“I. Had. Sex. Today. Holy shit!”: The Diary of a Teenage Girl

diary of a teenage girl

The Diary of a Teenage Girl
Directed by Marielle Heller
Opens August 7

When his girlfriend Charlotte (Kristen Wiig) confronts him about oogling her daughter Minnie’s (Bel Powley) breasts, Monroe (Alexander Skarsgård) successfully defuses the situation by casting aspersions on the origins of the accusation (her stodgy ex-husband), then stroking Charlotte’s face and cooing: “You’re an independent woman. You don’t take shit from anybody.” This simple act of misdirection—so flawlessly executed by a barely-repentant scumbag who’s not just leering at but actually fucking his girlfriend’s daughter—gets to the heart of The Diary of a Teenage Girl’s point about the sexual revolution. Yet Marielle Heller’s film, so wonderfully adapted from Phoebe Gloeckner’s graphic novel, encompasses something far more ambitious and rare: a portrait of unbridled female desire, romantic, sexual, and that horrible, mixed-up area in-between.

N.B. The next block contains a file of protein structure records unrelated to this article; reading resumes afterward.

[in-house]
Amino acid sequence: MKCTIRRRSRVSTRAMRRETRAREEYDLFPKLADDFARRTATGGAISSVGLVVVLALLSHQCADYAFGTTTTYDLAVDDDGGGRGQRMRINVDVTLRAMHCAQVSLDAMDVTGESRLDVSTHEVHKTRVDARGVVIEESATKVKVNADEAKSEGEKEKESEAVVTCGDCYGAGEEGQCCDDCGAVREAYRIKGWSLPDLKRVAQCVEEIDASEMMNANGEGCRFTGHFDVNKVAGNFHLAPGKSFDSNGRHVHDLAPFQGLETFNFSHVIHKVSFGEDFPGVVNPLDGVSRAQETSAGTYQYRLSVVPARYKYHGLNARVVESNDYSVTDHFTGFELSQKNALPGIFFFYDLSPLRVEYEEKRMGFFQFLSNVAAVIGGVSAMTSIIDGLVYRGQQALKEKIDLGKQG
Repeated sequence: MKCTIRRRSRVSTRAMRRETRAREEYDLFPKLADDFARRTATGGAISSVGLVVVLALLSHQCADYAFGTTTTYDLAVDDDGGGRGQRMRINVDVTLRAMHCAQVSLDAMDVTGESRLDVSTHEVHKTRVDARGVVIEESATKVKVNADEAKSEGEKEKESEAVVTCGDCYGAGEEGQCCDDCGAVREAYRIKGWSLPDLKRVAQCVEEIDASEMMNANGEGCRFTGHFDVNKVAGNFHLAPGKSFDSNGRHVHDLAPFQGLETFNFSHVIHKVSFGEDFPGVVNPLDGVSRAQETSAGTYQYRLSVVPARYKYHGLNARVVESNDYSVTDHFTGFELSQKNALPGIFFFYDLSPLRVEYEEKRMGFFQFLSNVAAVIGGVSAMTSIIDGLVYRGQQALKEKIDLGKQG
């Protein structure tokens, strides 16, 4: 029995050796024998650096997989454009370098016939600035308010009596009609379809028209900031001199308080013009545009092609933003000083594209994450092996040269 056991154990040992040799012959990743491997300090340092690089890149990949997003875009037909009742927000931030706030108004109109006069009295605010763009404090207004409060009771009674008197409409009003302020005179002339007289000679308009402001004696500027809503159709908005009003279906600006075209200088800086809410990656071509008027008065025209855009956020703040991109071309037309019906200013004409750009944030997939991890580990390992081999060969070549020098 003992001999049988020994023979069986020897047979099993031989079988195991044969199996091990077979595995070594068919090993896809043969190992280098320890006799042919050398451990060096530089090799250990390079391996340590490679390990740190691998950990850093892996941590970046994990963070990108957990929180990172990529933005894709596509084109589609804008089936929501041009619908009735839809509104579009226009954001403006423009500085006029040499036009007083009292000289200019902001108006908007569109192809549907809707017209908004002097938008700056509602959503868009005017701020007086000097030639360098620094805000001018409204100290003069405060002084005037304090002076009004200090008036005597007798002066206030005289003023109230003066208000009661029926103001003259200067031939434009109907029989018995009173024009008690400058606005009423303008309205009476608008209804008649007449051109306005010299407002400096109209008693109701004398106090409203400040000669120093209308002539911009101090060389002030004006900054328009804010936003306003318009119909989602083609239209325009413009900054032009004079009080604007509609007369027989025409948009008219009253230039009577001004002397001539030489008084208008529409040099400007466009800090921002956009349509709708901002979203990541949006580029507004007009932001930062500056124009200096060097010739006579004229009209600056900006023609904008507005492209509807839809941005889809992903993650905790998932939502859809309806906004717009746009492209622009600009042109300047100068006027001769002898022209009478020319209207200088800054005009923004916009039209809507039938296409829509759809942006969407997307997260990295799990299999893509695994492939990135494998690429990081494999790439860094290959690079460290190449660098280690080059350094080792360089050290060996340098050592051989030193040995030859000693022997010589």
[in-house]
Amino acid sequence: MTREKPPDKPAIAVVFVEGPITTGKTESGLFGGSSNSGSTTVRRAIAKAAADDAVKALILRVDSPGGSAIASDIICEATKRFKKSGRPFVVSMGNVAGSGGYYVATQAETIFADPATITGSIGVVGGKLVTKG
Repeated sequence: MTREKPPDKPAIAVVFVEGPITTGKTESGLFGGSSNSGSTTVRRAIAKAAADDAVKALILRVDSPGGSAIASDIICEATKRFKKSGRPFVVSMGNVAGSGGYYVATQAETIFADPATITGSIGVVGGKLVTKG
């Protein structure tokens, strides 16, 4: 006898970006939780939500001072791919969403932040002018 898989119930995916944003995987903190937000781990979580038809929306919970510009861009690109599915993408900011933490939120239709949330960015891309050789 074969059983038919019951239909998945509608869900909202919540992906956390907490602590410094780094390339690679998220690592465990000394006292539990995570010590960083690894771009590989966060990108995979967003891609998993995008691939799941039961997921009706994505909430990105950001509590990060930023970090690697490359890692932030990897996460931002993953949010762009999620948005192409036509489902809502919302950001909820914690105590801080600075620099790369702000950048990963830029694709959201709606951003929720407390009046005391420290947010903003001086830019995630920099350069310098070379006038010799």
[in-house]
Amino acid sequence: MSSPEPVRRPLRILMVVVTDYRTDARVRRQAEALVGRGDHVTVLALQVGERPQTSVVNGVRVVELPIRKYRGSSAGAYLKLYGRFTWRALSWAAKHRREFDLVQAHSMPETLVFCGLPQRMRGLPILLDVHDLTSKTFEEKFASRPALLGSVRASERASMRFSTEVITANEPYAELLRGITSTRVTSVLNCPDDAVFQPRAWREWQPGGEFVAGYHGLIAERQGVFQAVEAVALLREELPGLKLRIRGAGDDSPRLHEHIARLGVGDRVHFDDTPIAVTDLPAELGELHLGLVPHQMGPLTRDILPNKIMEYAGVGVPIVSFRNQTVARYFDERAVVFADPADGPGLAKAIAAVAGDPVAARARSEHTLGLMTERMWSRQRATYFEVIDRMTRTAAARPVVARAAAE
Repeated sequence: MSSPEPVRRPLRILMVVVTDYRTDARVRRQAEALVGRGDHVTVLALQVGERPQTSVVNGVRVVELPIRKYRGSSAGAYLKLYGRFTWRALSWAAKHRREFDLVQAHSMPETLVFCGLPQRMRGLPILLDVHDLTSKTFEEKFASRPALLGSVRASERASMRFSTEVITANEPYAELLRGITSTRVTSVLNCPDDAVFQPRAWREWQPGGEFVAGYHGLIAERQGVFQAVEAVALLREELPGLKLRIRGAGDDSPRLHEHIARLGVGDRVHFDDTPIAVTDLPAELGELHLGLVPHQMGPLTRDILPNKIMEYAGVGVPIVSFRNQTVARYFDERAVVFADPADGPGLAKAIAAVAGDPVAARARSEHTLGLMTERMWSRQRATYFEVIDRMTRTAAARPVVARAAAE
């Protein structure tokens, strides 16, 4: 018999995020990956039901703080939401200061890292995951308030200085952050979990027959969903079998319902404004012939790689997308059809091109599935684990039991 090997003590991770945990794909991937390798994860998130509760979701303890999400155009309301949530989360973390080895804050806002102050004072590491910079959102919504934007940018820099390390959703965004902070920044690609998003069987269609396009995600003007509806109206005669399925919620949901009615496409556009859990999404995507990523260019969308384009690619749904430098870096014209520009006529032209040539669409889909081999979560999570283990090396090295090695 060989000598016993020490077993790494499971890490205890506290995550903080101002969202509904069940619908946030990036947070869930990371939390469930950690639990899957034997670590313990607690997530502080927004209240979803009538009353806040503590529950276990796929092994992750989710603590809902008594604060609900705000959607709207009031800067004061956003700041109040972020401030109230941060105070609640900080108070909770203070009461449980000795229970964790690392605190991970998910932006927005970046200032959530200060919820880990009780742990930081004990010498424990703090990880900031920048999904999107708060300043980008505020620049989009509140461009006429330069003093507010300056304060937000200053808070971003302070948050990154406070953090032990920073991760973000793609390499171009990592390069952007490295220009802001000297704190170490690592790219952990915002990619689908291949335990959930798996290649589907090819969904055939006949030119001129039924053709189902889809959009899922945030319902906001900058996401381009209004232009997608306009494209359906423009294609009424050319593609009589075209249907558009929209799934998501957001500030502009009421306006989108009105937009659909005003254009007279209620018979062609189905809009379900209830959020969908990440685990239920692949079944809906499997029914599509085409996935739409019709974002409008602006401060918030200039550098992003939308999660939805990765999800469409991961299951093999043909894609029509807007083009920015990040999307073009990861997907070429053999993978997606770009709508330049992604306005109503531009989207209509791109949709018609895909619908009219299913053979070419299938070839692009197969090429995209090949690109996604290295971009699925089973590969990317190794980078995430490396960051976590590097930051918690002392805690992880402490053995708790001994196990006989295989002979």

Filtered through Minnie’s audio diary (intended, like most diaries are, for some well-adjusted, future version of herself), her running commentary of life in 1970s San Francisco alternates between self-satisfied conquest (“I. Had. Sex. Today. Holy shit!”), ruminations on the indignities of being a teenager (school, parents), wondering how to get more of Monroe’s affection, and wondering what’s wrong with her (too ugly/fat/small-breasted/sex-crazed) when things don’t go the way she wants them to. This cocktail of brashness and cringing self-doubt is, perhaps, not unsurprising to anyone who’s been young. What makes the film so brilliant and revolutionary are not the sometimes awful situations Minnie gets herself into (such as blowing a guy for cash in a bar bathroom after attending The Rocky Horror Picture Show) but her attempts to figure things out, her desire to stay in control, and her whole-hearted enjoyment of sex. For all the boys/men she encounters, the last is the least acceptable, and Minnie is repeatedly told that her passion is “scary.” (Her drawings, which are as erotic and raw as their creator, are also deemed outré by Monroe; at one point, he tells her not to show them to anybody.) Minnie moves between victim and victor of the patriarchy, torn between the things that a woman should want and use to garner affection versus how the world actually works. In the end, without assistance from an inspiring teacher, parent, or therapist, Minnie realizes something R.W. Fassbinder once said: “Love is the best, most insidious, most effective instrument of social repression.”

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